As I’ve said previously, I’ve a bit of a soft spot for Steve Mosby as he always seems like a nice chap. So I bought a copy of this book at the festival last year just so I would have something for him to sign. Not in a weird stalker way I hasten to add, just because I always feel sorry for the authors at the festival who don’t have a new book out at the time. They always seem to get less people asking for their signature which makes me feel sad (yes I know they are probably actually just grateful to get a break from being pestered by fans). Therefore I bought this book from the book tent. At the time I thought I’d already read it, but once again I was wrong. I’m glad I have read it now though.

The book starts with a man having been burned in his own home. Then another man turns up at the police station with a story about him and his girlfriend having been abducted and him managing to escape. Mark Nelson is a young policeman assigned to the team of the infamous detective John Mercer. All the evidence points to the perpetrator being the 50/50 killer who abducts couples and then makes them decide which one will live and which one will die.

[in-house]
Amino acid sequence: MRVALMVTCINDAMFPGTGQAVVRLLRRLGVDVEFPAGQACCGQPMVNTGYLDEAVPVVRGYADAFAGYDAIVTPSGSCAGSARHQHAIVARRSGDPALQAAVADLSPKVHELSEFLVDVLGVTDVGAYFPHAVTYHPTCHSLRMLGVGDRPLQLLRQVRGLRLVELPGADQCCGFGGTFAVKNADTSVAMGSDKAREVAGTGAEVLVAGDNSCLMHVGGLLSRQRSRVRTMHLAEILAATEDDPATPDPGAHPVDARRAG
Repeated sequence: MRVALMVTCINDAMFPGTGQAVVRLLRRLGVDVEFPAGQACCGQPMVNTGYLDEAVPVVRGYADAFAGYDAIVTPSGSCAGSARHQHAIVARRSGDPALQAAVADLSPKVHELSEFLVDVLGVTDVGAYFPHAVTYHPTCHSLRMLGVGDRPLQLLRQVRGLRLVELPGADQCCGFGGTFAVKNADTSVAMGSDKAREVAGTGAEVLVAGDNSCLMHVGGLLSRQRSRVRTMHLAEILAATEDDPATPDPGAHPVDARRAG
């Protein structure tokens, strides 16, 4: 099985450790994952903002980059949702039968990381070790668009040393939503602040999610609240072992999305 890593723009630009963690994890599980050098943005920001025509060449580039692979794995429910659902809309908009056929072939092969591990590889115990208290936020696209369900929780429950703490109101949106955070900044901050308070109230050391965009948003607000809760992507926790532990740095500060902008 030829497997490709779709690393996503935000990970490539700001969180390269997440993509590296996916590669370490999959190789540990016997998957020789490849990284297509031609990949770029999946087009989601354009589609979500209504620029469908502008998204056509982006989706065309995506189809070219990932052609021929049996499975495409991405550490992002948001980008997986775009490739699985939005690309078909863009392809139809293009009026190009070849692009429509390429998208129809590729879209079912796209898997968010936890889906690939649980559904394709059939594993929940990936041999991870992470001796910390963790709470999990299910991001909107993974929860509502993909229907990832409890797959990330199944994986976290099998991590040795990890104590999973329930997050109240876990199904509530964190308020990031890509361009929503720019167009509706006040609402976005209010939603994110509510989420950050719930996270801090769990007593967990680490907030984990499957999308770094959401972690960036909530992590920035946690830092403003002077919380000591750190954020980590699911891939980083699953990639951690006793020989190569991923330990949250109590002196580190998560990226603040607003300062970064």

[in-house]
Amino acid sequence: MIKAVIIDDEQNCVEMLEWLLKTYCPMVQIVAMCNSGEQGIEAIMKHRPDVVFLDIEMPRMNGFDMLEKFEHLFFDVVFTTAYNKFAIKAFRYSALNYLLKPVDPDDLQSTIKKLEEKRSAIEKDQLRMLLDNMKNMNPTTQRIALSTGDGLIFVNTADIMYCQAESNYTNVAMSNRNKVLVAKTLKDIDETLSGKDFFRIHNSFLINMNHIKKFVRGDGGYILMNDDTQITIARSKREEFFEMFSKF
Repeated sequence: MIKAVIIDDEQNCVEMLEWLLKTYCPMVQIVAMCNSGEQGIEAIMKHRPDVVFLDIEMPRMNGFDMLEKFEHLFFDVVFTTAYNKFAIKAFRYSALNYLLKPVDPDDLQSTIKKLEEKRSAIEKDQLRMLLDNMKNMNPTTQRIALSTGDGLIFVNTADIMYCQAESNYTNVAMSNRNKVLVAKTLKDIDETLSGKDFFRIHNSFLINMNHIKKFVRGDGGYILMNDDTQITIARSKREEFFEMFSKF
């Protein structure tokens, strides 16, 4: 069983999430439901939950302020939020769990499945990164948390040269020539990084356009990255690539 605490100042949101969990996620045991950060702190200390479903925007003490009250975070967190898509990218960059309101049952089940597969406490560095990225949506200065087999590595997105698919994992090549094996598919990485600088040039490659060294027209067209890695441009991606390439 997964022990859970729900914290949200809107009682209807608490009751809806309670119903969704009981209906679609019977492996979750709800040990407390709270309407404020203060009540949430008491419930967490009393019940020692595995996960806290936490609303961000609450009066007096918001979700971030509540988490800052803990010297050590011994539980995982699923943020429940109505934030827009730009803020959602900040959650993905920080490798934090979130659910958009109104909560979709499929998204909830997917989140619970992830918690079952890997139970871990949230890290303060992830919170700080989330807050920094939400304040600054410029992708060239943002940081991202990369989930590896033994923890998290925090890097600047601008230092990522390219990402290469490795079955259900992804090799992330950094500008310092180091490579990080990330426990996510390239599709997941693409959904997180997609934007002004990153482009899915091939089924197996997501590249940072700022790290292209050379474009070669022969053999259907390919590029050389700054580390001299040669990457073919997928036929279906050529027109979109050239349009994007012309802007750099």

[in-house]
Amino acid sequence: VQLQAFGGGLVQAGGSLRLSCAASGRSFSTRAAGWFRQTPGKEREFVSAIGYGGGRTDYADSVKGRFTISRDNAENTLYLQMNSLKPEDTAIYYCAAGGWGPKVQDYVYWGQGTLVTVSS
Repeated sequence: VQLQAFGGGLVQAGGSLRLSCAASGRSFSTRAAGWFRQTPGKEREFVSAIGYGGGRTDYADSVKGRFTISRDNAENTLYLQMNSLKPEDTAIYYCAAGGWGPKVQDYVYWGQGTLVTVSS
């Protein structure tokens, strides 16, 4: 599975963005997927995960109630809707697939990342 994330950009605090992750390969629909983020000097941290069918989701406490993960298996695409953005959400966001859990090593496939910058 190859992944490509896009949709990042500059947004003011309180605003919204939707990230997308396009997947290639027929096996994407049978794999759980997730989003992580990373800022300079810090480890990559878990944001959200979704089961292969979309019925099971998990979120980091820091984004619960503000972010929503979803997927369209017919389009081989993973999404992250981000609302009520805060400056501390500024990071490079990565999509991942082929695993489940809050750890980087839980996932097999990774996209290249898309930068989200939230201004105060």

This was a truly gripping read and in parts quite terrifying. I really hate masks, and have a fear of people hiding in the loft watching me (luckily my old house didn’t have a loft and this one has got so much stuff shoved up it no one could get the hatch open let alone live up there) and this book had both. The story of the killer and the danger that the couples are in was scary.

The main character of Mark Nelson was a bit annoying, turning up late on his first day instantly annoyed me, however he gets better and I enjoyed the pairing of him and the seasoned detective Mercer.

The story is told from varying viewpoints, and over a period of a couple days which gives the book an almost dizzy feel it is so fast. It did take me a little while to click my brain into the style of this time line but once there it was a great way of telling a story.

I would definitely recommend this book, which I think is the first of Steve Mosby’s crime novels, and from what I can see each one just gets better. I look forward to reading more, and now I know that I have definitely got and read all of his current ones I’ll just have to wait for his new one, hopefully its not too long.